Despite official statements in support of Indian land claims, the government regularly favors colonists, who work to produce a quick return from the land, rather than the Indian communities, who do not undertake this hasty and often destructive development. Thus colonization has scarcely been hindered by legal status of "protection" granted certain lands, and settlers have obtained land titles even in areas where colonization was originally prohibited.
This phenomenon is already apparent in the Huaorani Reserve lands, where the first roads have drawn a steady stream of settlers. More markedly, in the Cuyabeno Forest Reserve to the north, home to several hundred Siona-Secoya Indians, road construction boosted the rapid colonization of the park's periphery by more than 1,000 families. In the extremely fragile environment of the Ecuadorian Amazon, such invasions threaten both the park and its native inhabitants.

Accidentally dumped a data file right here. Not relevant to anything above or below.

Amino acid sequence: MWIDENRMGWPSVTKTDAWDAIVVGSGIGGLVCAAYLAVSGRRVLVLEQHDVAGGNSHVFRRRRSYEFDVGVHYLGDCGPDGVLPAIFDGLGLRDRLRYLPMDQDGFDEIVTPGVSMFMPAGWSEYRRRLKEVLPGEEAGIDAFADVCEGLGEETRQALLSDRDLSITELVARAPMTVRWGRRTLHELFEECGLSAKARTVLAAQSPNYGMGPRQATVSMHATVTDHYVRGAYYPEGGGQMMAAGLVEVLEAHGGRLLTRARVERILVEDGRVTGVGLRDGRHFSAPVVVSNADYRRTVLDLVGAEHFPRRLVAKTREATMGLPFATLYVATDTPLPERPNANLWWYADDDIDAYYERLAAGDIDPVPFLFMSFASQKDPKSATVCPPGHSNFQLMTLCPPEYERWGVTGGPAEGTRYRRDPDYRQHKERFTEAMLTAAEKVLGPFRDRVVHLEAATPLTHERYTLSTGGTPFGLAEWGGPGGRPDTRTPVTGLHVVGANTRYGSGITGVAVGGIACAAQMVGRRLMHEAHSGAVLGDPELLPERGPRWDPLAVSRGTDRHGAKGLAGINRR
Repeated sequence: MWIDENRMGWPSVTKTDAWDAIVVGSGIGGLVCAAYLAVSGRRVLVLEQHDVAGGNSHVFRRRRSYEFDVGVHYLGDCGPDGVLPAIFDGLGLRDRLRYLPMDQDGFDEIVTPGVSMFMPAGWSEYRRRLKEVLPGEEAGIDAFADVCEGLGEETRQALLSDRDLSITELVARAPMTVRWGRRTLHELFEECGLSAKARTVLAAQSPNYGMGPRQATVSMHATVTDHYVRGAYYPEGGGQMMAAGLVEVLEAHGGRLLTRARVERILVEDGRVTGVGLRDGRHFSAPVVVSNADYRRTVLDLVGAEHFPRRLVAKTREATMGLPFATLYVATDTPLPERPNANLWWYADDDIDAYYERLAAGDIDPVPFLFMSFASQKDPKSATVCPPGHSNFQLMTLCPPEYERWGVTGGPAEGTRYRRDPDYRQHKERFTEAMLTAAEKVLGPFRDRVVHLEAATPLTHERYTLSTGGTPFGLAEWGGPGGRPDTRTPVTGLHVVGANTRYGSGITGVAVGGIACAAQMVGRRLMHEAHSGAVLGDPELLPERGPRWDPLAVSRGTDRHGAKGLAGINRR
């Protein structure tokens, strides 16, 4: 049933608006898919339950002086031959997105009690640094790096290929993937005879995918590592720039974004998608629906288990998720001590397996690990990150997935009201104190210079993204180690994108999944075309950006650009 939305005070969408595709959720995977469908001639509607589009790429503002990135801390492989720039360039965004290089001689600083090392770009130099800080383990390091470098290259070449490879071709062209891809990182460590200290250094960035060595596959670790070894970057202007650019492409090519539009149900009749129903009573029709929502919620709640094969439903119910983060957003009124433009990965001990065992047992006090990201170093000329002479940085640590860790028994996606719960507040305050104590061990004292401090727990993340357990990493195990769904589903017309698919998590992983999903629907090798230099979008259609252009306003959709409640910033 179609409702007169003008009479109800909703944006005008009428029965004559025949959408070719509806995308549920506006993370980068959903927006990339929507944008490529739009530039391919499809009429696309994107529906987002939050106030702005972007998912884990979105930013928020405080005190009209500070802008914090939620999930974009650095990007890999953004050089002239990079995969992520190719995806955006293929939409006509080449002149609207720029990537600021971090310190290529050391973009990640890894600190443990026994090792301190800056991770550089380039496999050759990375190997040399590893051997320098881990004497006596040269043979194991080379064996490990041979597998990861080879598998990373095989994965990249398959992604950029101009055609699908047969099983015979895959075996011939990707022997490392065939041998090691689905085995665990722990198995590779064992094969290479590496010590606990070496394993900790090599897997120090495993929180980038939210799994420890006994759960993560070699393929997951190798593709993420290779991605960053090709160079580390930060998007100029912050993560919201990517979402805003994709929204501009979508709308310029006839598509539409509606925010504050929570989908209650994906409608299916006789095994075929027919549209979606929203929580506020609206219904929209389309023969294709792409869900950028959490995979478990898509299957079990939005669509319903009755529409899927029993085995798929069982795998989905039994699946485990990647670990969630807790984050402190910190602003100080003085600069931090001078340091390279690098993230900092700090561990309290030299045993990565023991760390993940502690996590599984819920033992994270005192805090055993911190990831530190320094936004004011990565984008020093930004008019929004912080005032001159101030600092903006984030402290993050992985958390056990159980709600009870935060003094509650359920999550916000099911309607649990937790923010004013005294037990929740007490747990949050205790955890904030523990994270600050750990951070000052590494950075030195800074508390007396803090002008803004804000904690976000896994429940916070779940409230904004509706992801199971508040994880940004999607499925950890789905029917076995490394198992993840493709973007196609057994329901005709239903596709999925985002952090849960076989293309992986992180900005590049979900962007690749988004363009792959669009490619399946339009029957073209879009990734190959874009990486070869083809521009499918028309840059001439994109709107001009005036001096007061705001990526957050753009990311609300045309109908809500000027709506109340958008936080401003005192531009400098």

Indigenous Peoples Respond with Action
The threats posed by such "development" have spurred the area's indigenous people to politically mobilize and organize, most significantly through the formation of CONFENIAE. Recently, as certain of its more numerous and politically experienced affiliates work independently on their problems and needs. CONFENIAE has concentrated on defending those member groups least able to defend themselves. As part of this new political role, CONFENIAE has undertaken the task of delineating the Huaorani lands.
The Huaorani, currently numbering approximately 900 members, are perhaps the most insular of all native Amazonian communities. In 1987 the group gained notoriety when the Taagairi, a Huaorani subgroup particularly fierce in its determination to protect its fragile independence, killed a bishop and a nun during an attempted encounter. The Indians have good reasons to fear contact with outsiders, which has generally resulted in penetration and destruction of their traditional land holdings. The Indians once exerted control over a 20,000-Km² area; within the past 30 years, due largely to the efforts to foreign missionaries, most Huaorani subgroups have become concentrated within a much smaller area.